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Alan Mulally, president and CEO of Ford Motor Company, took questions from the standing-room-only audience at the Kellogg School after his April 18 talk about the company's turnaround.

Alan Mulally, president and CEO of Ford Motor Company

A comeback story

Ford Motor Company President and CEO Alan Mulally shares the story of Ford’s recent renaissance

By Daniel P. Smith

4/27/2012 - America loves its comeback stories and Alan Mulally has one to share.

In less than six years as president and CEO of Ford Motor Company, Mulally has resurrected the Michigan-based enterprise and repositioned it among the world’s automotive elite.

In a 70-minute program titled “The Ford Story,” Mulally detailed Ford’s early 21st-century turmoil and subsequent renaissance before a standing-room-only crowd at the Kellogg School on April 18.

The Ford story
When Mulally arrived at Ford in 2006, the automaker was on pace for a $17 billion loss in profits. The company lacked synergy as a result of regionalization, had failed to respond to customers’ calls for smaller vehicles, and had deserted its brand promise.

And to top it off, Mulally quipped, “There wasn’t even one Ford vehicle in the garage [at company headquarters].”
To spark Ford’s turnaround, even amid a recession, Mulally:

  • Streamlined collaboration and communication throughout the Ford ranks to breed innovation and accountability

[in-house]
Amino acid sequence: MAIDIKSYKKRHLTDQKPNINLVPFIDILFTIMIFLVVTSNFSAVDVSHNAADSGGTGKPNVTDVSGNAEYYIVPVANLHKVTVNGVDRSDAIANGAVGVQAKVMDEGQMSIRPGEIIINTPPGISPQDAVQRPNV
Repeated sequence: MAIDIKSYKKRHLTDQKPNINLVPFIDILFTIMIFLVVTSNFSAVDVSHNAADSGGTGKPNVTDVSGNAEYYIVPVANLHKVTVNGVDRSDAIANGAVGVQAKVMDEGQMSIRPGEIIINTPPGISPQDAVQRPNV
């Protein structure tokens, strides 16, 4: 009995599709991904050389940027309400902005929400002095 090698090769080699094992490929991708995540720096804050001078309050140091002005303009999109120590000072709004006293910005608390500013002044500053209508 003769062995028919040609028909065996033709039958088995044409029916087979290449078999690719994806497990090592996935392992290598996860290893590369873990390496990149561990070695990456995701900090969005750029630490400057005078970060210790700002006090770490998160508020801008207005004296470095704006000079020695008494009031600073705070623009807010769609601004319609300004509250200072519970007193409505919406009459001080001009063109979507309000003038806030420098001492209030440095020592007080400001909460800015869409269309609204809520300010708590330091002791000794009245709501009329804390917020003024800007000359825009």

• Divested itself of brands such as Jaguar and Volvo so that it could devote a single-minded focus to the Ford and Lincoln lines
  • Committed to establishing a complete family of best-in-class vehicles
  • Accelerated new vehicle development while simultaneously matching production to demand

As Ford now enjoys heightened market share and profits, Mulally said the positive momentum stems from both “relentless implementation” as well as a return to the company’s ambitious roots.

“We opened the highways to all mankind,” Mulally said, referencing a 1925 Ford advertisement that shared founder Henry Ford’s vision to develop automobiles for the masses.

Candid discussion
Q&A dominated much of Mulally’s evening program, as audience members — students, professors and industry professionals alike — peppered the CEO with questions about cultural changes at Ford, legacy costs, the marriage of business and engineering, emerging international markets and Ford’s relationship with its independent store owners.
Addressing a question about Ford’s quality issues, Mulally said the company didn’t need to look far to gauge its problems.

“The data sets you free,” Mulally said.

In response to one Northwestern graduate’s question regarding alternative fuel vehicles, Mulally called electrification “the next frontier.”

Mulally, who was named to TIME Magazine’s “Most Influential” list in 2009, further acknowledged that the auto industry sits at the epicenter of numerous national and global issues, including corporate responsibility, environmental sustainability, economic development and energy independence.

Sponsored by the Northwestern University Transportation Center, Mulally’s presentation served as the 31st annual William A. Patterson Transportation Lecture.